Here’s a familiar scene at the gym: Person enters the gym with earphones on with music blaring in an effort to drown out physical discomfort (but also, unfortunately, body awareness).  Person uses the elliptical, recumbent bike, or treadmill for five minutes to warm up. Person then walks around in an unstructured and unfocused manner, randomly moving from exercise to exercise, all with variable intensities and volumes (for example, five sets of 15 bicep curls followed by two sets of 10 back squats followed by 6 sets of abdominal crunches for 60 seconds each).  At the end of the workout, the person may sit down on a mat and hang out in a forward fold and a pigeon stretch for 30 seconds each. It’s awesome that our example-of-what-not-to-do person is taking time out of their day to move their body and get healthy. Incredible! Love the effort. BUT… there are better ways to go about planning and structuring a workout. After reading this article, my hope is that you learn from our hypothetical gym goer’s mistakes, and instead of unconsciously moving through random, unstructured workouts, you take the time to plan out a well thought out, organized training session so that you may achieve your fitness goals in the most efficient way possible.  In part four of this series, I discuss why the cool down is so important and how to plan the most effective cool down for your specific needs.

THE PRIMARY GOALS OF THE COOL DOWN:

  1. Downregulation.  In other words, calming yourself down and getting out of “fight or flight” mode.  Stress is good for the body, but too much stress can lead to breakdown and illness.  This is why it’s good practice to downregulate immediately after the hard stress of a workout. 
  2. Clearing metabolic waste.  Easy, cyclical movement leads to lymphatic drainage and therefore the clearance of unwanted metabolic waste in the muscles.  Leaving excess hydrogen ions and byproducts of tissue damage in the muscle will lengthen the recovery process – nobody wants to be sore for longer than they have to be.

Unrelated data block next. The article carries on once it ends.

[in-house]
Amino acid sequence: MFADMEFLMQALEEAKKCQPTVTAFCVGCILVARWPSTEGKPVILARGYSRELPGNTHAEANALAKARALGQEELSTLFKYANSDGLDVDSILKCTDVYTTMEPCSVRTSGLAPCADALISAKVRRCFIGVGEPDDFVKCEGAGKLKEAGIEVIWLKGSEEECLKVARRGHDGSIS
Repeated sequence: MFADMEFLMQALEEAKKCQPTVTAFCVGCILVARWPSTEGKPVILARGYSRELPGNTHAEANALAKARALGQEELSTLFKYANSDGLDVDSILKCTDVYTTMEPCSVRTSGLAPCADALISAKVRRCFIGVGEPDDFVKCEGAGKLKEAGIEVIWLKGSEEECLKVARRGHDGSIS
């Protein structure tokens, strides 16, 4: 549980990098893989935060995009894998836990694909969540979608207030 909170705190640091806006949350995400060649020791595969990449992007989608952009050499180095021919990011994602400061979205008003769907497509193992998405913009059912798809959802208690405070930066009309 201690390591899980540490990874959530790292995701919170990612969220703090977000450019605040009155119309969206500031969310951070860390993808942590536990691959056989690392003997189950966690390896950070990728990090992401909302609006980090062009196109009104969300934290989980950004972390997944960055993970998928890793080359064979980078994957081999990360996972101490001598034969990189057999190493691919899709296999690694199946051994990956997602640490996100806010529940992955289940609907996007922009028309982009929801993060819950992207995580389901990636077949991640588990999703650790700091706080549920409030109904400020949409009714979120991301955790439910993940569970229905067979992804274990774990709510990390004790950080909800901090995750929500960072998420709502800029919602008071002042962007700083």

3. Improving tissue quality and movement capacity.  In regular human talk, making the muscles and joints work better.

HOW TO PERFORM A COOL DOWN (3 STEPS):

  1. Hop on a low-impact exercise machine and spend five to ten minutes moving at a pace well below your ventilatory threshold – you should be going at a pace easy enough to maintain a conversation.  Relax your abdomen and focus on deep breathing, in and out through the nostrils. The low-level movement combined with the deep breathing are the only two ways (other than maybe hot-cold therapy) to consistently push fluid (and waste) through the circulatory and lymphatic vessels.  Furthermore, the deep nostril breathing begins the process of nervous system downregulation – taking yourself out of “fight or flight” mode, and relaxing into “rest and digest” mode.
  2. After five to ten minutes on the exercise machine, find an open space where you can perform a bodyweight “flow”.  Two of the most effective ways to accomplish this are to perform controlled articular rotations (CARs), or to move through body shapes that are specific to your mobility needs.  To perform CARs, take any joint in your body (e.g. shoulders, ankles, neck), and move the joint through as big of a circle as your mobility will allow. The other way to perform a bodyweight “flow” is to move through a series of body shapes that are specific to your mobility needs.  For example, if a physiotherapist or personal trainer has told you in the past that you have tight hips, you may spend two or three minutes moving back and forth between a lunge on either side and a body weight squat; you may hold each position for a minimum of one full inhale and exhale cycle.  Performing CARs or moving through specific body shapes in a controlled manner primarily restores full range of motion in your joints, but also helps with the process of downregulation and the clearance of metabolic waste. This phase of the cool down should last another five to ten minutes.
  3. Spend five to ten minutes performing self-myofascial release (e.g. rolling on a foam roller or lacrosse ball) or passive stretches.  While these practices may not be the best way to increase mobility, they are amazing for downregulation.  So while other types of stretching may be more effective for increasing mobility, self-myofascial release and passive stretching kill two birds with one stone by improving mobility (to an extent) and relaxing the nervous system.

 

There you have it!  After reading through this four part series my hope is that you, dear reader, are now able to plan an effective workout so that you can get the most bang for your buck every single time you step in the gym.  I tried my best to keep this series as layperson-friendly as possible so I hope the information was easily digested. If you have any questions about how to plan your workouts, or if you are ready to fully take responsibility for your health and performance, please reach out to Crux Fitness Richmond for any of your personal training needs!

 

Patrick Koo – Personal Trainer at Crux Fitness Richmond

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